Strengths: Funny and honest.
Weaknesses: Some might find parts a little icky if they’re squeamish.
Why I read it: Saw it in a shop, read a page and couldn’t stop laughing.
Publisher: University of Queensland Press
Rating: 8 out of 10
I first noticed this book as a Goodreads giveaway. By now, you’ve probably realised that I quite enjoy reading about the highs and lows of hospital life in a humourous fashion (e.g. the fantastic Max Pemberton and the delightfully grumpy Nick Edwards). This book was a little different to my previous hospital reads – one, it was written by a nurse and two, it was Australian. Anyway, I didn’t win the giveaway but spotted it in an ABC shop soon after. Idly flicking through the pages, I laughed out loud several times (not really the done thing to do in the suburb I was in) and promptly bought it.
I was reading another book at the time, but I picked up this book on the couch and didn’t get up until I’d read nearly half of it. Chambers has a natural talent – for seeing the humour in every situation, then describing it in words. She also managed to make normally break-your-heart wards, such as bone marrow transplant (a process done in some blood cancers) have some funny moments. This type of ward usually has very sick patients, but Chambers brings out the light-hearted. She also applies this style to psychiatry and drug and alcohol liaison in the emergency department (probably one of the most challenging roles ever).
You might be thinking that Chambers is only telling us the funny stuff – that’s absolutely not true. When I wasn’t crying with laughter, I was sniffling at the plight of some of the patients – the transplant patient who has no white cells left to fight injection, the man losing everything due to alcohol or the shocking sadness of a sudden death. She really doesn’t pull any punches – there are harsh, cruel reality lessons in the hospital wards too.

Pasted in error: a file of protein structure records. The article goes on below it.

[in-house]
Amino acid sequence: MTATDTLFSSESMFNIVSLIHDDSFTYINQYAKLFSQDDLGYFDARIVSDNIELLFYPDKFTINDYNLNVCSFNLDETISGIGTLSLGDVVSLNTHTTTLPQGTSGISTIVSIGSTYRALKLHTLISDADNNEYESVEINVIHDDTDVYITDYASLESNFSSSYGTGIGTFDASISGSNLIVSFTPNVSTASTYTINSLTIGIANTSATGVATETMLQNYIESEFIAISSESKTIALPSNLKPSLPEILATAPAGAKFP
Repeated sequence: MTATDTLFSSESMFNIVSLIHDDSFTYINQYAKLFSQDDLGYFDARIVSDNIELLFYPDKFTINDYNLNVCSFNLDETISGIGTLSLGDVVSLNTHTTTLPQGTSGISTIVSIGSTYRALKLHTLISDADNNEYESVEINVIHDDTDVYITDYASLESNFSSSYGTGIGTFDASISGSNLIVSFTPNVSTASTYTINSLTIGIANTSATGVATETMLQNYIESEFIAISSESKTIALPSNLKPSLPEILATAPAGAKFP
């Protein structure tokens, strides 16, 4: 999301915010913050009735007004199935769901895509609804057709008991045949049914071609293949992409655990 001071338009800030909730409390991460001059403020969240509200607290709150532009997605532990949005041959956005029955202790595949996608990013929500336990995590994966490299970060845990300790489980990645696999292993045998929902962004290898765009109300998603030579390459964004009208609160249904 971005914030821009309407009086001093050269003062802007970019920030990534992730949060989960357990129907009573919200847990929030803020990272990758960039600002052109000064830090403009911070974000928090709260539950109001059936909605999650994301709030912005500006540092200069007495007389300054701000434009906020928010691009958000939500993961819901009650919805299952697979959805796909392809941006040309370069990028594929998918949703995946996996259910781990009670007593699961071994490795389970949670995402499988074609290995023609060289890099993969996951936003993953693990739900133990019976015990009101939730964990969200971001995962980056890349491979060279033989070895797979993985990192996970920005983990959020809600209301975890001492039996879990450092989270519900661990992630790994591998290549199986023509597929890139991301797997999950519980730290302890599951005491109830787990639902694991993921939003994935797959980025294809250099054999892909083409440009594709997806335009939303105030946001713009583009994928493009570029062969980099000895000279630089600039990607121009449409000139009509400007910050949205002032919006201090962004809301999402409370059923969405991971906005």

I read this over just a couple of days – unusual for me in the middle of the working week. I didn’t find it squeamish, but those who don’t come across blood/guts/excrement regularly may squirm a little. You’ll know when it’s time not to be eating while reading. Some others have commented that they didn’t find this book funny – perhaps it’s because some of the humour can be rather black (and believe me, that’s sometimes the perfect medicine in this kind of life). Even if you don’t find it funny, it’s a good experience of life as a young nurse.
I also enjoyed this book because it deals with Chambers’ uncertainties about nursing and whether it’s the career for her. I think everyone has these doubts at times, and it’s always nice to know that someone else has the same problem. I’d love to know what Chambers is doing now – is she still nursing or trying something completely different? She certainly has a talent for writing!